Pancreatic cancer is the most lethal of all cancers, yet there is reason for hope. The disease is no longer the mystery that it once was to those of us researching it at renowned institutions like the Cold Spring Harbor Laboratory, where I direct The Lustgarten Foundation Pancreatic Cancer Research Laboratory. We now understand why pancreatic cancer occurs, why it's hard to detect, and why it's hard to treat. With that understanding, we are at a turning point in fighting the disease and are well-positioned to change its outcome.
Pancreatic cancer is a silent disease because its signs and symptoms can go unnoticed until the cancer is in the advanced stage. The overall five-year survival rate for the disease is six percent, according to the American Cancer Society. More than 45,000 Americans will be diagnosed this year; more than 38,000 will die. There are no early detection tests, no effective long-term treatments and, unless the cancer is surgically removed in its earliest stages, no cure.
Despite that reality, however, there is hope because of recent research. Fifteen years ago, the pancreatic cancer research field was largely ignored - with only a handful of investigators working part-time in research peripherally relevant to the disease. Today, the field has nearly 1,000 researchers working on a focused approach to find a cure.
That research has revealed much about the disease. Researchers have clarified and confirmed why pancreatic cancer happens: critical mutations in genes, such as K-RAS, cause pancreatic cancer. We know this because, through research that The Lustgarten Foundation funded, scientists sequenced the genes in many pancreatic cancers, which resulted in the discovery of more than 60 DNA mutations.
That discovery provided a starting point for many new research studies, including the development of tests for early detection, creating new drugs that specifically target pancreatic cancer, identifying familial pancreatic cancer genes, selecting new combinations of drugs for clinical trials, and identifying which patients are most likely to respond.
Early detection is a major area of focus. We now know that pancreatic cancer develops and progresses to lethal stages slower than originally thought, potentially taking up to 10 years to fully develop. We also know that a specific combination of gene mutations can distinguish cancerous cysts from some non-cancerous cysts using small volumes of liquid obtained from patients by needle biopsy. This finding was the result of encouraging research funded by The Lustgarten Foundation and conducted by Dr. Bert Vogelstein at Johns Hopkins University.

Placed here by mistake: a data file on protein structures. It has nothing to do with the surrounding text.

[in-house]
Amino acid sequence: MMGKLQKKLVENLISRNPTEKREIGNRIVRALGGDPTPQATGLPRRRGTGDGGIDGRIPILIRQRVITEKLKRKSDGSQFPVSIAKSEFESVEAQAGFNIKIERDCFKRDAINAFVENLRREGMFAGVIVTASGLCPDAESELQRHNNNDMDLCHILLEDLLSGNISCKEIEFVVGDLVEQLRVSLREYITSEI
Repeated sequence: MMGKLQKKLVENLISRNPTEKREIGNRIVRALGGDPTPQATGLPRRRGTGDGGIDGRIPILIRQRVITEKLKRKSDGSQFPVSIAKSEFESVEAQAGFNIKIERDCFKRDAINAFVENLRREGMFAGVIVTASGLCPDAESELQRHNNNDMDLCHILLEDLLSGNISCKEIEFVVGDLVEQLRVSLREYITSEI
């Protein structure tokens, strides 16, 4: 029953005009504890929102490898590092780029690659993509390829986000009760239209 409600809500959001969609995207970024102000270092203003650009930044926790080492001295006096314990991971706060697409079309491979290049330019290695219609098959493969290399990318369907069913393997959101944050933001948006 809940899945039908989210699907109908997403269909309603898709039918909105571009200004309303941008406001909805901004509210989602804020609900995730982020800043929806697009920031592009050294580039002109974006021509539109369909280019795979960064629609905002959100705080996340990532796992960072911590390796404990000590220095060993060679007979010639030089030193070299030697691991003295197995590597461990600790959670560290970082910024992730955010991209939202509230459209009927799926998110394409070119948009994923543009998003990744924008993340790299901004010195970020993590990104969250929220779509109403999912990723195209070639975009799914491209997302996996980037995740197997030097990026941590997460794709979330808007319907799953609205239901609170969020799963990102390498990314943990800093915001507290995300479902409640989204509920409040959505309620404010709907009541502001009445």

Recent research also has revealed that pancreatic cancer may be hard to treat because getting drugs to penetrate the thick stromal blanket surrounding cancer cells is difficult. This discovery, which my team and I uncovered, proposed a new reason that patients do not respond well to chemotherapy and led to promising studies that helped drugs reach the tumor. Scientific methods to improve drug delivery are now being tested with patients in clinical trials.
Understanding these fundamental dynamics -- why pancreatic cancer occurs, why it's hard to detect, and why it's hard to treat -- has set us on a course to change the outcome for patients. The mandate now is increased research collaboration. We need to nurture a culture in which research into shared theories and hypotheses advances the field faster than individual research could.
Since its founding 15 years ago, The Lustgarten Foundation -- America's largest private foundation dedicated to funding pancreatic cancer research - has devoted more than $65 million to more than 175 research projects at over 50 medical and research centers worldwide. That funding has been pivotal in getting individual researchers to advance the field, and today, this funding continues to propel collaborative breakthroughs forward.
Much of this encouraging collaborative work is fostered through our Pancreatic Cancer Research Consortium, which is composed of six world-renowned medical institutions working together on research initiatives aimed at finding a cure for pancreatic cancer. Those institutions are Cold Spring Harbor Laboratory, Dana-Farber Cancer Institute in affiliation with Harvard Medical School, Johns Hopkins University School of Medicine, The David H. Koch Institute for Integrative Cancer Research at MIT, Memorial Sloan-Kettering Cancer Center, and The University of Texas M.D. Anderson Cancer Center. This collaboration is enhanced by the work of our new lab.
With the knowledge we now have in hand, the collaborations underway through this consortium and other initiatives, and the outstanding scientific capabilities of these world-class institutions, there is reason for great optimism in the face of pancreatic cancer's grim reality. More research is needed and more support for that research will be required. Research contributions from private foundations like The Lustgarten Foundation have been crucial, yet, with less than two percent of federal research funding directed at this lethal disease, more funding is needed.
The science is advancing, and hope rises with it. We're on the path to conquering this terrible disease, and the path is becoming clearer. With more research funding, a cure should be possible.
The author is Director of Research at The Lustgarten Foundation and Director of The Lustgarten Foundation Pancreatic Cancer Research Laboratory at Cold Spring Harbor Laboratory. For more information, visit www.curePC.org.